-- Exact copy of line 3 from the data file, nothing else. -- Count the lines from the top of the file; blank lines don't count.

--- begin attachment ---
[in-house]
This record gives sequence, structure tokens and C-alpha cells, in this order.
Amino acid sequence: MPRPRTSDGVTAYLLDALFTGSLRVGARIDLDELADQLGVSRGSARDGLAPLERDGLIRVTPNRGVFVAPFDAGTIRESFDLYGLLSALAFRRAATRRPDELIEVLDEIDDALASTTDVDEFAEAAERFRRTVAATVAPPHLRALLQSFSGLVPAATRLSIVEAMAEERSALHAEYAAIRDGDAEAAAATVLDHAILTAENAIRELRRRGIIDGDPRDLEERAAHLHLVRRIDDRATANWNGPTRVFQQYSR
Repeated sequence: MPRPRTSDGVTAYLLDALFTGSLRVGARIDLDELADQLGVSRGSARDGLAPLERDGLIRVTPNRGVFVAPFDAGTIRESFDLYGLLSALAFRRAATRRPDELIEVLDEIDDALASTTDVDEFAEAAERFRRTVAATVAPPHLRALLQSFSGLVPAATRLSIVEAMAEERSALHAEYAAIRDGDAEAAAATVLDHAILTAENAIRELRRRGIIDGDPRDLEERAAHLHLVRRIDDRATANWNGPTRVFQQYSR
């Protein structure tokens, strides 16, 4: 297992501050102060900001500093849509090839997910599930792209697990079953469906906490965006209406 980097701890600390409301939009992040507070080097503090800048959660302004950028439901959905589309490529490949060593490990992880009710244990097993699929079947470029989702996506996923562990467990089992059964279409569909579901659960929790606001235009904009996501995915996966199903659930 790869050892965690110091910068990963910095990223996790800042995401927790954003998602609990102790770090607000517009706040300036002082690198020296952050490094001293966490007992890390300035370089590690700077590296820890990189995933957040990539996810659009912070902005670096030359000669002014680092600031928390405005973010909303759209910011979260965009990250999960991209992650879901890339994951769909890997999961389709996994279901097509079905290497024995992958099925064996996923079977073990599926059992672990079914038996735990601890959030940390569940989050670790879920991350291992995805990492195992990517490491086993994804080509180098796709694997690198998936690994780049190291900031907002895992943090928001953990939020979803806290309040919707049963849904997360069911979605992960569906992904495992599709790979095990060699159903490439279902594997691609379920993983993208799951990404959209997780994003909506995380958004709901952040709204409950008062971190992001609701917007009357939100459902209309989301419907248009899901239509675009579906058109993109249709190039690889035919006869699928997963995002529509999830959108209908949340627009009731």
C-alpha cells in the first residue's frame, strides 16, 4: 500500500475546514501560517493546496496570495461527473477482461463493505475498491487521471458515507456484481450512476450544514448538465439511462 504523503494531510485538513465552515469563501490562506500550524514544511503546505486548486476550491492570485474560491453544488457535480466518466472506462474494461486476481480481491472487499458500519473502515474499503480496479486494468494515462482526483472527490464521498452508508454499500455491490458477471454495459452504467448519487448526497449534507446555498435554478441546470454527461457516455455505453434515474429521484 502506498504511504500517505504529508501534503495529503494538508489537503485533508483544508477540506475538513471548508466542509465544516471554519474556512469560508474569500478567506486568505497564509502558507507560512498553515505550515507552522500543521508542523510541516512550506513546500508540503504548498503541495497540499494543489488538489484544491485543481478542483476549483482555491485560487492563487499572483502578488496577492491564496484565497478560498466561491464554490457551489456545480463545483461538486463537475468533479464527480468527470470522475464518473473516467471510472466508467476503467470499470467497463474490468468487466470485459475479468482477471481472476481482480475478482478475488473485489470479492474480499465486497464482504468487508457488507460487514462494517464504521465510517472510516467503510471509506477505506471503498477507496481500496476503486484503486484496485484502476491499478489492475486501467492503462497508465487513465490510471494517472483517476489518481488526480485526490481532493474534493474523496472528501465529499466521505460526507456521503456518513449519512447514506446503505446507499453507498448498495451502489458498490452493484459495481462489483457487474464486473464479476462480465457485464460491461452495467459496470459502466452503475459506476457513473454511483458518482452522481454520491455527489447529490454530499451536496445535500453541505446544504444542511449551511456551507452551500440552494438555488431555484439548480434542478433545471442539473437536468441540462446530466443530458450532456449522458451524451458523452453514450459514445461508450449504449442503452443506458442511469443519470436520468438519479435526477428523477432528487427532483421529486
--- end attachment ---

Amino acid sequence: MPRPRTSDGVTAYLLDALFTGSLRVGARIDLDELADQLGVSRGSARDGLAPLERDGLIRVTPNRGVFVAPFDAGTIRESFDLYGLLSALAFRRAATRRPDELIEVLDEIDDALASTTDVDEFAEAAERFRRTVAATVAPPHLRALLQSFSGLVPAATRLSIVEAMAEERSALHAEYAAIRDGDAEAAAATVLDHAILTAENAIRELRRRGIIDGDPRDLEERAAHLHLVRRIDDRATANWNGPTRVFQQYSR